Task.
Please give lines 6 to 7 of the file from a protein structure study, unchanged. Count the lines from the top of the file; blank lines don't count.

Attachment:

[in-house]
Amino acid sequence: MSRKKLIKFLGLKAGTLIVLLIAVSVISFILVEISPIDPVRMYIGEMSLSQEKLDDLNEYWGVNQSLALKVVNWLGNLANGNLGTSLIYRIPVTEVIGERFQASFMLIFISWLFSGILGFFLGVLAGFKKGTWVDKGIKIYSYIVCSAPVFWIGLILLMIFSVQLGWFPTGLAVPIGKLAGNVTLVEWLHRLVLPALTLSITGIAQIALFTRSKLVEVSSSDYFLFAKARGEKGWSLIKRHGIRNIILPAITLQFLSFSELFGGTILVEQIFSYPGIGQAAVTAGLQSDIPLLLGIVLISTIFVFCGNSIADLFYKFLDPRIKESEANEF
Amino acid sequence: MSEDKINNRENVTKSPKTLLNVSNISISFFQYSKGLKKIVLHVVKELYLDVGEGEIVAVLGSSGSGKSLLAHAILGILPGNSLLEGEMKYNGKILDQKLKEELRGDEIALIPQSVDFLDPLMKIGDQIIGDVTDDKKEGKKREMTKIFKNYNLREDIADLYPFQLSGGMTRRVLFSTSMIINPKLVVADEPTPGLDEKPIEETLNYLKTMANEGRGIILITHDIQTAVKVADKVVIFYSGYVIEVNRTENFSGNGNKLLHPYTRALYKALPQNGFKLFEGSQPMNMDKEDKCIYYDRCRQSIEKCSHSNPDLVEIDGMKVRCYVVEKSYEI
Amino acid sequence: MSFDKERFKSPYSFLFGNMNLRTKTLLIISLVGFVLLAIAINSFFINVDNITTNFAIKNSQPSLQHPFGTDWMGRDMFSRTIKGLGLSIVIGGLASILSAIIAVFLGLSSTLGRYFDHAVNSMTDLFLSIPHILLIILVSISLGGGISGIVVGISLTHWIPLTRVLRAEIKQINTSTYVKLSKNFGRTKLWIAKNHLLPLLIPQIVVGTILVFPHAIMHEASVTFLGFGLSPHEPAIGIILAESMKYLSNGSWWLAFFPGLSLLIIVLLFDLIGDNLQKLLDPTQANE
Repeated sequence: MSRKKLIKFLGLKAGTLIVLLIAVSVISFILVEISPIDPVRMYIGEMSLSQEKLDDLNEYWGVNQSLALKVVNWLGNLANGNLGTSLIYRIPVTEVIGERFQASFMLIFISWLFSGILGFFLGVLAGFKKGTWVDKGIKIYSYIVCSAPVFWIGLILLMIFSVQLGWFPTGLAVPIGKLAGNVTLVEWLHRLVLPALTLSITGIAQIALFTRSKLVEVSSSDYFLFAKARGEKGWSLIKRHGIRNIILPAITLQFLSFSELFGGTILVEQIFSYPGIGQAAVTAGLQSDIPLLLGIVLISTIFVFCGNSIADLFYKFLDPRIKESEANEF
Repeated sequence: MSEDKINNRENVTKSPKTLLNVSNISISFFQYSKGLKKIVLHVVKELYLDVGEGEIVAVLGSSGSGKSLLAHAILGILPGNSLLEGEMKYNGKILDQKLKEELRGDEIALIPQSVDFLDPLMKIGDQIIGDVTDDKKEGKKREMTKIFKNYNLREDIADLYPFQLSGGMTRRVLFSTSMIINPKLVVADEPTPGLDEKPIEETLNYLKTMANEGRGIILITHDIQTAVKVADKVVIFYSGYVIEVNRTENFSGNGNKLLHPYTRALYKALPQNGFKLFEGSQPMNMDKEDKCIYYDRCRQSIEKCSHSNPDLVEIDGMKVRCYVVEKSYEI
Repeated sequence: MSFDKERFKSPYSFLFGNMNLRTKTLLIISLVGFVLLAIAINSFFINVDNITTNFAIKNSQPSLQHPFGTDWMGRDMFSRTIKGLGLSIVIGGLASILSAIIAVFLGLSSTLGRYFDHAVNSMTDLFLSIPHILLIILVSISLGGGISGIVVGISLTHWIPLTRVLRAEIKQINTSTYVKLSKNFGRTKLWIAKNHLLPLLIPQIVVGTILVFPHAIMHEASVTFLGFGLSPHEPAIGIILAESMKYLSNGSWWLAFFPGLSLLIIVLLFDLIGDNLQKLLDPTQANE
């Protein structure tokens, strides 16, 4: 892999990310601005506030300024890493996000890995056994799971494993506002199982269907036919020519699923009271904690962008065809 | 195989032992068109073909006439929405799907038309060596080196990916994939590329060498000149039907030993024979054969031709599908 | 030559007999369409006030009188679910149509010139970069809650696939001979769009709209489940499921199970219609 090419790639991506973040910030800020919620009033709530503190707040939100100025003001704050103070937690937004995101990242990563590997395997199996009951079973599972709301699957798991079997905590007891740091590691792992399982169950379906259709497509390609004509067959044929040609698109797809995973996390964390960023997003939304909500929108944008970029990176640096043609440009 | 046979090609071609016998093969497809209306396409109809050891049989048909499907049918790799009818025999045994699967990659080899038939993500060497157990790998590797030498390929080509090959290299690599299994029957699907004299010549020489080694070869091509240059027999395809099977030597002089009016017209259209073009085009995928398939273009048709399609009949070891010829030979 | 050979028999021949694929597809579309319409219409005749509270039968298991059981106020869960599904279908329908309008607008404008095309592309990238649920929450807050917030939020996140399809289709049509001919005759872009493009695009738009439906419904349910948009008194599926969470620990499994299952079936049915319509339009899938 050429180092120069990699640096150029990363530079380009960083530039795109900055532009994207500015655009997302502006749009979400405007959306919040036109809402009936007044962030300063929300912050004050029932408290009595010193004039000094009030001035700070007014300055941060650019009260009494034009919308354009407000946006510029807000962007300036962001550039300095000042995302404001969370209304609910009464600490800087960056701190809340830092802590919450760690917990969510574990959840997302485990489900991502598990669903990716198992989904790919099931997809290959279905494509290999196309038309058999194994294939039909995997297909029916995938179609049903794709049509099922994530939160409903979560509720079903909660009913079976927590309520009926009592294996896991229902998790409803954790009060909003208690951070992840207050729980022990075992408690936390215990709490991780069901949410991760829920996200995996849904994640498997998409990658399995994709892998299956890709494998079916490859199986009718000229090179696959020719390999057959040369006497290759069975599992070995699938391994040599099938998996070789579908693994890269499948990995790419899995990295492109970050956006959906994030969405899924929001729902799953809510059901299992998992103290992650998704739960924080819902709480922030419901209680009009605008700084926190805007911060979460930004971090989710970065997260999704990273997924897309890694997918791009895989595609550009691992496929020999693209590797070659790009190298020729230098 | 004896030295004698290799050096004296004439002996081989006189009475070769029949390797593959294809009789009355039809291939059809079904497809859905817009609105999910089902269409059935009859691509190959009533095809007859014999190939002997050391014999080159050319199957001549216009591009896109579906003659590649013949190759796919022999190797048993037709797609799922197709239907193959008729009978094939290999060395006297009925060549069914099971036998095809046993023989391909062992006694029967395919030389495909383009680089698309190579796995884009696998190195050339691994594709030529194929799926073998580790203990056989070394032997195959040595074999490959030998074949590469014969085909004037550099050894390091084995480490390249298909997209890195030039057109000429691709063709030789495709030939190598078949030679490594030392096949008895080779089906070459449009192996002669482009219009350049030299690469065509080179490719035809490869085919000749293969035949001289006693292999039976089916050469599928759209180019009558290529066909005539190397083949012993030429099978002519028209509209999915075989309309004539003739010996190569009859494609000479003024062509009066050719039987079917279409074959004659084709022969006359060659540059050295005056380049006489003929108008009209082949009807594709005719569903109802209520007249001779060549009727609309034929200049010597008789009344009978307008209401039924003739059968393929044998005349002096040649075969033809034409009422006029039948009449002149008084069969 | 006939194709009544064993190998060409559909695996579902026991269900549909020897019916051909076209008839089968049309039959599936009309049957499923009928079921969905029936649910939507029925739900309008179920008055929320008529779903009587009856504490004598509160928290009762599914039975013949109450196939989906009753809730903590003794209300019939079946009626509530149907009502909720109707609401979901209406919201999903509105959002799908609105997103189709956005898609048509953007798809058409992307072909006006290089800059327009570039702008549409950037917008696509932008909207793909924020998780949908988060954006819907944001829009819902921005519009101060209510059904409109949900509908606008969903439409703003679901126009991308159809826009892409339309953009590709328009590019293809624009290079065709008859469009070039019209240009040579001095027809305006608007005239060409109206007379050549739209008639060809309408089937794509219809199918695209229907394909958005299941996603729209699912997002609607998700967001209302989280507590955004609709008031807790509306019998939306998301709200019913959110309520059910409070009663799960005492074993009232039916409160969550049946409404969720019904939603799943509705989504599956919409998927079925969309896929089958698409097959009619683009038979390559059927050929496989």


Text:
Repeated sequence: MSEDKINNRENVTKSPKTLLNVSNISISFFQYSKGLKKIVLHVVKELYLDVGEGEIVAVLGSSGSGKSLLAHAILGILPGNSLLEGEMKYNGKILDQKLKEELRGDEIALIPQSVDFLDPLMKIGDQIIGDVTDDKKEGKKREMTKIFKNYNLREDIADLYPFQLSGGMTRRVLFSTSMIINPKLVVADEPTPGLDEKPIEETLNYLKTMANEGRGIILITHDIQTAVKVADKVVIFYSGYVIEVNRTENFSGNGNKLLHPYTRALYKALPQNGFKLFEGSQPMNMDKEDKCIYYDRCRQSIEKCSHSNPDLVEIDGMKVRCYVVEKSYEI
Repeated sequence: MSFDKERFKSPYSFLFGNMNLRTKTLLIISLVGFVLLAIAINSFFINVDNITTNFAIKNSQPSLQHPFGTDWMGRDMFSRTIKGLGLSIVIGGLASILSAIIAVFLGLSSTLGRYFDHAVNSMTDLFLSIPHILLIILVSISLGGGISGIVVGISLTHWIPLTRVLRAEIKQINTSTYVKLSKNFGRTKLWIAKNHLLPLLIPQIVVGTILVFPHAIMHEASVTFLGFGLSPHEPAIGIILAESMKYLSNGSWWLAFFPGLSLLIIVLLFDLIGDNLQKLLDPTQANE